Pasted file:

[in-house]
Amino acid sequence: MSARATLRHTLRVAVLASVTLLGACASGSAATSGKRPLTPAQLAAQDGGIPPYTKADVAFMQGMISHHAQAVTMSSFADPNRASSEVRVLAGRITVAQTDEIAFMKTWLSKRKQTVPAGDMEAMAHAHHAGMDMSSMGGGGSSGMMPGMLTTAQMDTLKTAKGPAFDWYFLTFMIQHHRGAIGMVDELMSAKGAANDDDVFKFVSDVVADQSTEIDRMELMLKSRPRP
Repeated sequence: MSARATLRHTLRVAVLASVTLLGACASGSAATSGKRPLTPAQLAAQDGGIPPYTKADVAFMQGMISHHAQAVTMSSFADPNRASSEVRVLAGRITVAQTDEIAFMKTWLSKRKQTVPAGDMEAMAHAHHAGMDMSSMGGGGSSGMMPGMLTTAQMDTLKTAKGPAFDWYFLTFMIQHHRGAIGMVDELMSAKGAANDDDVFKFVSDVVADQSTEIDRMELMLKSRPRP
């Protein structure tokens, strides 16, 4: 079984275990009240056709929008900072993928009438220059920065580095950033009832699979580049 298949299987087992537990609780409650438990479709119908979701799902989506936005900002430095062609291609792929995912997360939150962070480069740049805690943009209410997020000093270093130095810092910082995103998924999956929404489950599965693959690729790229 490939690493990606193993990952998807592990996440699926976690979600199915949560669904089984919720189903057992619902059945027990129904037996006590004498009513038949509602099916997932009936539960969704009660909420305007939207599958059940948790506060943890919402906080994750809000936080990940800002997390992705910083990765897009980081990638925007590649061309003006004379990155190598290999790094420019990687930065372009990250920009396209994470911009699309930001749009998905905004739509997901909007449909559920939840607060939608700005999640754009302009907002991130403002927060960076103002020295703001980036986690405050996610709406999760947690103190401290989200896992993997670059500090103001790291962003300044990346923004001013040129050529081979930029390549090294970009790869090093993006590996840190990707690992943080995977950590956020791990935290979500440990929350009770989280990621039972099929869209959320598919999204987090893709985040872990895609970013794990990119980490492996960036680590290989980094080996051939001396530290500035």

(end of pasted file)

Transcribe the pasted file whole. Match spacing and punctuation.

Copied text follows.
[in-house]
Amino acid sequence: MSARATLRHTLRVAVLASVTLLGACASGSAATSGKRPLTPAQLAAQDGGIPPYTKADVAFMQGMISHHAQAVTMSSFADPNRASSEVRVLAGRITVAQTDEIAFMKTWLSKRKQTVPAGDMEAMAHAHHAGMDMSSMGGGGSSGMMPGMLTTAQMDTLKTAKGPAFDWYFLTFMIQHHRGAIGMVDELMSAKGAANDDDVFKFVSDVVADQSTEIDRMELMLKSRPRP
Repeated sequence: MSARATLRHTLRVAVLASVTLLGACASGSAATSGKRPLTPAQLAAQDGGIPPYTKADVAFMQGMISHHAQAVTMSSFADPNRASSEVRVLAGRITVAQTDEIAFMKTWLSKRKQTVPAGDMEAMAHAHHAGMDMSSMGGGGSSGMMPGMLTTAQMDTLKTAKGPAFDWYFLTFMIQHHRGAIGMVDELMSAKGAANDDDVFKFVSDVVADQSTEIDRMELMLKSRPRP
């Protein structure tokens, strides 16, 4: 079984275990009240056709929008900072993928009438220059920065580095950033009832699979580049 298949299987087992537990609780409650438990479709119908979701799902989506936005900002430095062609291609792929995912997360939150962070480069740049805690943009209410997020000093270093130095810092910082995103998924999956929404489950599965693959690729790229 490939690493990606193993990952998807592990996440699926976690979600199915949560669904089984919720189903057992619902059945027990129904037996006590004498009513038949509602099916997932009936539960969704009660909420305007939207599958059940948790506060943890919402906080994750809000936080990940800002997390992705910083990765897009980081990638925007590649061309003006004379990155190598290999790094420019990687930065372009990250920009396209994470911009699309930001749009998905905004739509997901909007449909559920939840607060939608700005999640754009302009907002991130403002927060960076103002020295703001980036986690405050996610709406999760947690103190401290989200896992993997670059500090103001790291962003300044990346923004001013040129050529081979930029390549090294970009790869090093993006590996840190990707690992943080995977950590956020791990935290979500440990929350009770989280990621039972099929869209959320598919999204987090893709985040872990895609970013794990990119980490492996960036680590290989980094080996051939001396530290500035």